Where: Amsterdam, Netherlands
Who: Features Editor Caroline Costello
When: January 2013
High Points: Amsterdam is one of my absolute favorite destinations. For me, a trip to the Dutch capital city is worth contending with the heavyweight crowds and airfares during summer, and the unfavorable weather during winter. My trip took place during the latter. Winter in Amsterdam is a whitewashed world where canal boats cut through sheets of ice, bikers mock death on slippery streets, and the snowmen are anatomically correct.
Since I’d been to Amsterdam several times already, I sought out new activities. And by “activities,” I mostly mean museums. Amsterdam has 40 of them, so it takes a traveler a few visits to get through the bulk of the good ones. Some of favorite ones that I’ve previously visited include the Tassen Museum of Bags and Purses, the Cat Boat (not a museum but go there anyway if you like cats) and Museum Willet-Holthuysen.
This time, I paid a visit to the new Het Grachtenhous, a museum dedicated to the story of the canal ring. Now my brain is filled with trivia about Amsterdam’s waterways. For example, did you know that many of the city’s canal houses lean a touch forward? Scholars aren’t sure why, but some surmise that the houses were built this way so that furniture wouldn’t scrape the front of the buildings when lifted on pulleys attached to hooks on the houses’ gables and deposited through the windows. This theory, though, doesn’t explain why the backs of the canal houses also lean out. Visit the museum and make your own conclusions.
A second institution in which I wandered, the Amsterdam Museum, is housed in a former orphanage that dates back to 1524. It’s one of the world’s few museums (I assume) that the preserves the aromas of an earlier time: There’s an exhibit featuring dried, salted cod hanging from the ceiling, just like the kind Dutch seafarers would bring along on voyages during the Golden Age. I will never forget the smell.
If you’re at the Amsterdam Museum this summer, stop by the Golden Age exhibit. I was fascinated by the contemporary portraits by Hendrik Kerstens of the photographer’s daughter. The subject was photographed wearing trash styled to look like 17th-century Dutch headpieces—kind of like this.
Low Points: “Wear waterproof shoes,” said no one to me before I left for my trip. My leather boots lost the battle against the snow. They were blemished with salt stains throughout my stay. I felt like a slob.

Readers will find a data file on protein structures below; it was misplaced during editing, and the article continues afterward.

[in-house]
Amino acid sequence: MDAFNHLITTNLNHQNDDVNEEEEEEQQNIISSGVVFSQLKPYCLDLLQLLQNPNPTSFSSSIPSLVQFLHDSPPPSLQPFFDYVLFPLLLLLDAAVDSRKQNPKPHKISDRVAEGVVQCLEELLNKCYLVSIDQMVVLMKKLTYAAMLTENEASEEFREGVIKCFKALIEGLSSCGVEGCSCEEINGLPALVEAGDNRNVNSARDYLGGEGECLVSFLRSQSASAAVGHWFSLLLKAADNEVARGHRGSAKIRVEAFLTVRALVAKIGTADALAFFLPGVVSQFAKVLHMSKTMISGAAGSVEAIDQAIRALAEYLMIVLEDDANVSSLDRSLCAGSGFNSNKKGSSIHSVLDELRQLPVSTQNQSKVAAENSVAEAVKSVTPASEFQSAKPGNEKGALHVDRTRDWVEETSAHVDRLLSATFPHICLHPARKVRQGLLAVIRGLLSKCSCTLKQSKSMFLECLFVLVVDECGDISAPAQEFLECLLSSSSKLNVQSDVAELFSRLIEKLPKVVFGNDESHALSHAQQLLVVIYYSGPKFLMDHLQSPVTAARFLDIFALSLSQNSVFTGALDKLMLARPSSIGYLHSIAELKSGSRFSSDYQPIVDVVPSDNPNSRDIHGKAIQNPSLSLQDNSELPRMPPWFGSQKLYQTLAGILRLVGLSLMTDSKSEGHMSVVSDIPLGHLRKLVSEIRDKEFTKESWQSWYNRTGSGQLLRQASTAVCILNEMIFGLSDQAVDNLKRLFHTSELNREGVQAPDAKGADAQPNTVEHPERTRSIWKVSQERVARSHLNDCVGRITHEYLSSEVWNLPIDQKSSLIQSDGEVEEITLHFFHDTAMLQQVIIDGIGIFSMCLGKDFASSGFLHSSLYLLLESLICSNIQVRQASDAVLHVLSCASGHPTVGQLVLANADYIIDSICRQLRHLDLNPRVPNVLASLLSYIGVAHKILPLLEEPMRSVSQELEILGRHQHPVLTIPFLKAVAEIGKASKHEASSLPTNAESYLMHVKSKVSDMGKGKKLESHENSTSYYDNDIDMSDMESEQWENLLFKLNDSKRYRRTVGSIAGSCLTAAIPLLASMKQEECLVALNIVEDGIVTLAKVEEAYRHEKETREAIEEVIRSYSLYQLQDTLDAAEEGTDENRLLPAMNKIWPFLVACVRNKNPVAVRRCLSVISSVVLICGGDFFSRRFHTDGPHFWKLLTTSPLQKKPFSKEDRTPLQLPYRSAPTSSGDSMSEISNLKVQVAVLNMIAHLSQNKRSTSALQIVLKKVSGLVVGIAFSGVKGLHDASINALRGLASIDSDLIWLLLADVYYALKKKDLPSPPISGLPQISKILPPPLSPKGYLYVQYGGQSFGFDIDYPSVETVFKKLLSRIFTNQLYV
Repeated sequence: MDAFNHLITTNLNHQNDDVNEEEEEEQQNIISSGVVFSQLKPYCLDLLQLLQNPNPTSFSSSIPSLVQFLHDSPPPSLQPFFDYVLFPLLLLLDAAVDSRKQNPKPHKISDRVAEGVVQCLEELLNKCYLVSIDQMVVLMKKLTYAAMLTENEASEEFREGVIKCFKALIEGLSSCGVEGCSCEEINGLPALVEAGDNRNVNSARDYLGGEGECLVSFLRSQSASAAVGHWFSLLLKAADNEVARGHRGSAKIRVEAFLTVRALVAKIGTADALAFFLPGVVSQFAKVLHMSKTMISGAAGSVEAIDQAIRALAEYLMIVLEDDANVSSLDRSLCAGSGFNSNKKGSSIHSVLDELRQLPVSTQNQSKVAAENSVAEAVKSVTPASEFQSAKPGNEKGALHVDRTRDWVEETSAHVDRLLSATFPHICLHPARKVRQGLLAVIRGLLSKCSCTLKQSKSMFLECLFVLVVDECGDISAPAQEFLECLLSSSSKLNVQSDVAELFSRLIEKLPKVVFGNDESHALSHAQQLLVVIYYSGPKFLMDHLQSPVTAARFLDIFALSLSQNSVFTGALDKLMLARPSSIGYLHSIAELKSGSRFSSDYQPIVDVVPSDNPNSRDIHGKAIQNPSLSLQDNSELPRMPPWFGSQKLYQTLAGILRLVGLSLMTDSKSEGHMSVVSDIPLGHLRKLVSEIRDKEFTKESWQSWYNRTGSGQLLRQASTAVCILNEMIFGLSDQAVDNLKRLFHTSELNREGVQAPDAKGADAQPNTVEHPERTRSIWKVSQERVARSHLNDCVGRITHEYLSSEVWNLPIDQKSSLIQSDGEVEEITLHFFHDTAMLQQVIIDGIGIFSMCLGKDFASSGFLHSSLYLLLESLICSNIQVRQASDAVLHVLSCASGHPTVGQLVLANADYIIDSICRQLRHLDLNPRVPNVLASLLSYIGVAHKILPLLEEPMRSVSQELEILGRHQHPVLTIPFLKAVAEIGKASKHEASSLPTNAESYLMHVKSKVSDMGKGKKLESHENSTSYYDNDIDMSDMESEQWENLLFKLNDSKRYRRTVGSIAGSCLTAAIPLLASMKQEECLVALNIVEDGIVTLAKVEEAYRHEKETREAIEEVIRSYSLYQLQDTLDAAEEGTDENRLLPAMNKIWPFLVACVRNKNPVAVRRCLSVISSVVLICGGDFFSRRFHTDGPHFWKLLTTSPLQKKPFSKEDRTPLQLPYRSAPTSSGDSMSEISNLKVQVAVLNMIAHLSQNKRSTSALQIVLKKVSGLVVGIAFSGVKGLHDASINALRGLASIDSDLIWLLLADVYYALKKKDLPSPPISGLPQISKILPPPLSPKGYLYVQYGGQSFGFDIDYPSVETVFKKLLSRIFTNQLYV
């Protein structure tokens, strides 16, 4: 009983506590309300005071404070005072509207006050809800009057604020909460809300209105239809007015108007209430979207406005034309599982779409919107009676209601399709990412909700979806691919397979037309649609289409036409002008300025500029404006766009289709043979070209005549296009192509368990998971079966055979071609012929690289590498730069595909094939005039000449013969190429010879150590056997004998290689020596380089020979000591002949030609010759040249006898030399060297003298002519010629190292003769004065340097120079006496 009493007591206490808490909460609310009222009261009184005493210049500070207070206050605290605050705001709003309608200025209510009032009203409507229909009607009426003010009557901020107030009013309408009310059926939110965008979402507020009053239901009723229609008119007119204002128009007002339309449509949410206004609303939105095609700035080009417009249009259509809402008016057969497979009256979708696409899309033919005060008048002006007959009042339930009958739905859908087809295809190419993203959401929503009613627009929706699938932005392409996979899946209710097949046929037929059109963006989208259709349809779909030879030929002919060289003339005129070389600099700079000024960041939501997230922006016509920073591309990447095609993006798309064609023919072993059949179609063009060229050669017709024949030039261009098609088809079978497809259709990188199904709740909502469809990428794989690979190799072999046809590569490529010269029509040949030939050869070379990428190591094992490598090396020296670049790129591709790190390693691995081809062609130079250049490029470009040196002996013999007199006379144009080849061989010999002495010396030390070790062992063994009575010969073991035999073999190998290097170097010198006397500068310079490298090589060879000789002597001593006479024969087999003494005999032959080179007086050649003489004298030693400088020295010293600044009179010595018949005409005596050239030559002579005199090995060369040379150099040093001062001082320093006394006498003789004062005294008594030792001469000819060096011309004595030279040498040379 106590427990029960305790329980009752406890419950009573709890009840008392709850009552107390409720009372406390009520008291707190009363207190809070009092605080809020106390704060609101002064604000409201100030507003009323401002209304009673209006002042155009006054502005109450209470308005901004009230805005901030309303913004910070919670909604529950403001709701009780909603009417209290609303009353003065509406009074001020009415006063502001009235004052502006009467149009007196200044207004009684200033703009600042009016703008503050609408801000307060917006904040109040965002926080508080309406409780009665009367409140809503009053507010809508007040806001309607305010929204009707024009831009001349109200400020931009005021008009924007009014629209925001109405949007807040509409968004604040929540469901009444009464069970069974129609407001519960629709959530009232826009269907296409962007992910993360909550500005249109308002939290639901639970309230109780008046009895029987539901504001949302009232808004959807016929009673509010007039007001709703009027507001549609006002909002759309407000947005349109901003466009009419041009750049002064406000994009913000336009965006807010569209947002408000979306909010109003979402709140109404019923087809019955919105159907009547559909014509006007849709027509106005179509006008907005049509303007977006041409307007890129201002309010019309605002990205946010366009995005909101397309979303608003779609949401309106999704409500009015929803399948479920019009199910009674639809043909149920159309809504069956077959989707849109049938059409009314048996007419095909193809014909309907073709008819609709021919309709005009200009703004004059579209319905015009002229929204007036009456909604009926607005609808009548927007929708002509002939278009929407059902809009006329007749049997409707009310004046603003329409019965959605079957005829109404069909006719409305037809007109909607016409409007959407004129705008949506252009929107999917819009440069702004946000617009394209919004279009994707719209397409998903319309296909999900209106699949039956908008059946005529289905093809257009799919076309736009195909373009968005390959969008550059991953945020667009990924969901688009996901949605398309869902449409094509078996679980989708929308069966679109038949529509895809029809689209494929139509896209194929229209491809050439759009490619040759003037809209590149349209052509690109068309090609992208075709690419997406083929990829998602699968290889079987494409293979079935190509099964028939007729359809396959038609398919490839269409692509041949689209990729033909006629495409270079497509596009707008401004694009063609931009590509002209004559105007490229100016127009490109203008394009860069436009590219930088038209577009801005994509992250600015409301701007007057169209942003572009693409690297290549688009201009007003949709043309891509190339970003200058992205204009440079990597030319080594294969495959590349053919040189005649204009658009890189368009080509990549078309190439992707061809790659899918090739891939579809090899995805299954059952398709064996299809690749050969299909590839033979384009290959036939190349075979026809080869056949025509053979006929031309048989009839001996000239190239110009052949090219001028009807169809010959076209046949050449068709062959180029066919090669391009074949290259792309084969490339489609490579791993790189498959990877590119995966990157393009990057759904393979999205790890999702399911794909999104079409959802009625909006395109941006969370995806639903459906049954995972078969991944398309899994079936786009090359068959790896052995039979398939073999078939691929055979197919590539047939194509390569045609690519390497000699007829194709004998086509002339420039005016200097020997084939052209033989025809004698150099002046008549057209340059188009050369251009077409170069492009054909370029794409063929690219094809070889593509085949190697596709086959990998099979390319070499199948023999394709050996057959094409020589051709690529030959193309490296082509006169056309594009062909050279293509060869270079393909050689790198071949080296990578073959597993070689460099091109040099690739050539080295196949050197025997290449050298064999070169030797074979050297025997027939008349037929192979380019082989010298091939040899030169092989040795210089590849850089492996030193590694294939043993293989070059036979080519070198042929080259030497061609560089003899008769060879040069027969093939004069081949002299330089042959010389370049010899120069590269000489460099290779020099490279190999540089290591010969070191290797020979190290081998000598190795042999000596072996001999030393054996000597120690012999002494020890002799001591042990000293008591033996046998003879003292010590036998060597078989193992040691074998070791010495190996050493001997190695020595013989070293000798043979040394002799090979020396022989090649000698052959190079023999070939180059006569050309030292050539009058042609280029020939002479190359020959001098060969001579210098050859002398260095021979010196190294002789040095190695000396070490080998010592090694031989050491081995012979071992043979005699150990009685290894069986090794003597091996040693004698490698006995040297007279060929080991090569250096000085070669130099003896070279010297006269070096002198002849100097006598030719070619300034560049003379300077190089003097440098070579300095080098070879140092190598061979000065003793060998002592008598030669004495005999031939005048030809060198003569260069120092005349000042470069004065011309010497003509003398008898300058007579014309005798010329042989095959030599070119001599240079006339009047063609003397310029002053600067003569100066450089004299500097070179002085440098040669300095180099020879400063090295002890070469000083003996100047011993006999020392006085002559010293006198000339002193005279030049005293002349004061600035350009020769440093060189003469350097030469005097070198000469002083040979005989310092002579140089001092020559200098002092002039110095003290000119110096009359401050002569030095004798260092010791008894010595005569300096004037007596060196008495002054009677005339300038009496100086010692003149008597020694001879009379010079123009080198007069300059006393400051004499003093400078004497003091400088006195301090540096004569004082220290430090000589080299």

When it snows in Amsterdam, the snow is there to stay on the ground until it’s good and ready to melt. No one shovels or plows. The only reason anyone moves any amount of snow is to construct one of those obscene snowmen. If I could do it all over again, I probably would have packed a pair of Wellies or just postponed my visit until after Easter.
Savings Strategy: My Amsterdam savings strategy is threefold: Use public transportation (or your feet), seek out cheap eats, and find budget accommodations. All are easy to avail in Amsterdam. There’s no reason to take a cab to the airport if you’re staying within the city’s canal ring. A ticket from Central Station will run you 3.90 euros (about $5).
Affordable restaurants and cafes are everywhere. For the cheapest healthy meal in the city (fresh juices, colorful salads, and vegetable soups that stick to your ribs), try De Bolhoed on the Prinsengracht canal.
Pro tip: Attempt a conversation with your bartender, who will no doubt speak perfect English. I’ve noticed that bartenders in Amsterdam will liberally top off friendly patrons’ drinks at no charge. Brush up on local politics and ask a few questions.
Where to Stay: I divided my stay at two properties: For a few nights, I had a room at the Radisson Blu. It was perfect in every way—location, service, accommodations, amenities—except for the price. Although 200- to 300-euro nightly rates are what one should expect to pay for heated bathroom floors and a Bacchanalian free breakfast buffet at a name-brand property in the heart of the canal ring.
My subsequent stay on a houseboat was equally enjoyable and half the price. Read more about my night in a houseboat here.
If You Go: Taking a winter trip? Wear weam, waterproof shoes. During every other season? Book your stay well in advance: six months or more to get the best accommodations.
Have a question for Caroline about her trip to Amsterdam? Leave a comment below.
You Might Also Like:
- Staying on a Houseboat in Amsterdam
- Europe’s Most Affordable Cities for 2013
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(Photo: Amsterdam via Shutterstock
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